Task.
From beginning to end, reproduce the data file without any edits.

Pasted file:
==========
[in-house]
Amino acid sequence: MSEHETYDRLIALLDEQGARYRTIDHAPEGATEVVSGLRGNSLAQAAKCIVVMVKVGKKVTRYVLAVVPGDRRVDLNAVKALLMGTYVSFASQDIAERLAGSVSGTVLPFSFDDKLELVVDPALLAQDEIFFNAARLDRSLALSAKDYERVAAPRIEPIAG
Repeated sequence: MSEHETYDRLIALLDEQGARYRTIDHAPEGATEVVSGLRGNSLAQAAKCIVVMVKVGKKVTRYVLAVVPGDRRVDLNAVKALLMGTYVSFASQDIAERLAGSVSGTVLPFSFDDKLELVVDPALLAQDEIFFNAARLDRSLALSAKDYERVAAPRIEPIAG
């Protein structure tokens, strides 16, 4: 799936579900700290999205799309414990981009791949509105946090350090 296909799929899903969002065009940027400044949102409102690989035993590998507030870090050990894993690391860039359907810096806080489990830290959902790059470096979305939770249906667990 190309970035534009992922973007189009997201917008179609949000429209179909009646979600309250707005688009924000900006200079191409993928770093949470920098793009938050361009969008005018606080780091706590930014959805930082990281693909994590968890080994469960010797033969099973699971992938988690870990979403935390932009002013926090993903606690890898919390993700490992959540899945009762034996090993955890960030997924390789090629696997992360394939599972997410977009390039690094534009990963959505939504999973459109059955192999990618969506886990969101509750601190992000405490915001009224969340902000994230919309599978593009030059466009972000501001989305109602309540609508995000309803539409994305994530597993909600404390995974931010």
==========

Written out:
[in-house]
Amino acid sequence: MSEHETYDRLIALLDEQGARYRTIDHAPEGATEVVSGLRGNSLAQAAKCIVVMVKVGKKVTRYVLAVVPGDRRVDLNAVKALLMGTYVSFASQDIAERLAGSVSGTVLPFSFDDKLELVVDPALLAQDEIFFNAARLDRSLALSAKDYERVAAPRIEPIAG
Repeated sequence: MSEHETYDRLIALLDEQGARYRTIDHAPEGATEVVSGLRGNSLAQAAKCIVVMVKVGKKVTRYVLAVVPGDRRVDLNAVKALLMGTYVSFASQDIAERLAGSVSGTVLPFSFDDKLELVVDPALLAQDEIFFNAARLDRSLALSAKDYERVAAPRIEPIAG
């Protein structure tokens, strides 16, 4: 799936579900700290999205799309414990981009791949509105946090350090 296909799929899903969002065009940027400044949102409102690989035993590998507030870090050990894993690391860039359907810096806080489990830290959902790059470096979305939770249906667990 190309970035534009992922973007189009997201917008179609949000429209179909009646979600309250707005688009924000900006200079191409993928770093949470920098793009938050361009969008005018606080780091706590930014959805930082990281693909994590968890080994469960010797033969099973699971992938988690870990979403935390932009002013926090993903606690890898919390993700490992959540899945009762034996090993955890960030997924390789090629696997992360394939599972997410977009390039690094534009990963959505939504999973459109059955192999990618969506886990969101509750601190992000405490915001009224969340902000994230919309599978593009030059466009972000501001989305109602309540609508995000309803539409994305994530597993909600404390995974931010």